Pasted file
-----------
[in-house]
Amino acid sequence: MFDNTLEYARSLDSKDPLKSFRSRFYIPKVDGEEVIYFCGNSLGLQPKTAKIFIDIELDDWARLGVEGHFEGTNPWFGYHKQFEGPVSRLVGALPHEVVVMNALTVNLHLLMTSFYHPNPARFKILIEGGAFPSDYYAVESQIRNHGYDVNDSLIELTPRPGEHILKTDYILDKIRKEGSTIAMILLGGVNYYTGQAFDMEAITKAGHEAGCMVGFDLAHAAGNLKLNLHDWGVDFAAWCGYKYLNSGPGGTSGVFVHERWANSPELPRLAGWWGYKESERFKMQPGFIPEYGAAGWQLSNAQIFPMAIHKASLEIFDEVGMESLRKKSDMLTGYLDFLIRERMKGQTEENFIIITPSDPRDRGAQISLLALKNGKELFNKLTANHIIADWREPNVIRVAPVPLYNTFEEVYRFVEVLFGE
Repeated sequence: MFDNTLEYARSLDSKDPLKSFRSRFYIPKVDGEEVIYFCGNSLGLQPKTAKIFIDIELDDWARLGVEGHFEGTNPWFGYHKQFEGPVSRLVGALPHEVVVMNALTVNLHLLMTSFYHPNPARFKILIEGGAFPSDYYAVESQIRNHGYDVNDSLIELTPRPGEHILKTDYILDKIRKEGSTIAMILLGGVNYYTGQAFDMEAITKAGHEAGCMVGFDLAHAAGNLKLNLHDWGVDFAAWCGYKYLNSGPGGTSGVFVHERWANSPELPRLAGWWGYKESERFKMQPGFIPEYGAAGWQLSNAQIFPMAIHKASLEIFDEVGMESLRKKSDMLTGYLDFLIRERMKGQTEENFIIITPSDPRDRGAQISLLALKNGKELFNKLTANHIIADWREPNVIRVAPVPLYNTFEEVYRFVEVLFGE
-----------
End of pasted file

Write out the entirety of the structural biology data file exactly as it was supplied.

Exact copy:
[in-house]
Amino acid sequence: MFDNTLEYARSLDSKDPLKSFRSRFYIPKVDGEEVIYFCGNSLGLQPKTAKIFIDIELDDWARLGVEGHFEGTNPWFGYHKQFEGPVSRLVGALPHEVVVMNALTVNLHLLMTSFYHPNPARFKILIEGGAFPSDYYAVESQIRNHGYDVNDSLIELTPRPGEHILKTDYILDKIRKEGSTIAMILLGGVNYYTGQAFDMEAITKAGHEAGCMVGFDLAHAAGNLKLNLHDWGVDFAAWCGYKYLNSGPGGTSGVFVHERWANSPELPRLAGWWGYKESERFKMQPGFIPEYGAAGWQLSNAQIFPMAIHKASLEIFDEVGMESLRKKSDMLTGYLDFLIRERMKGQTEENFIIITPSDPRDRGAQISLLALKNGKELFNKLTANHIIADWREPNVIRVAPVPLYNTFEEVYRFVEVLFGE
Repeated sequence: MFDNTLEYARSLDSKDPLKSFRSRFYIPKVDGEEVIYFCGNSLGLQPKTAKIFIDIELDDWARLGVEGHFEGTNPWFGYHKQFEGPVSRLVGALPHEVVVMNALTVNLHLLMTSFYHPNPARFKILIEGGAFPSDYYAVESQIRNHGYDVNDSLIELTPRPGEHILKTDYILDKIRKEGSTIAMILLGGVNYYTGQAFDMEAITKAGHEAGCMVGFDLAHAAGNLKLNLHDWGVDFAAWCGYKYLNSGPGGTSGVFVHERWANSPELPRLAGWWGYKESERFKMQPGFIPEYGAAGWQLSNAQIFPMAIHKASLEIFDEVGMESLRKKSDMLTGYLDFLIRERMKGQTEENFIIITPSDPRDRGAQISLLALKNGKELFNKLTANHIIADWREPNVIRVAPVPLYNTFEEVYRFVEVLFGE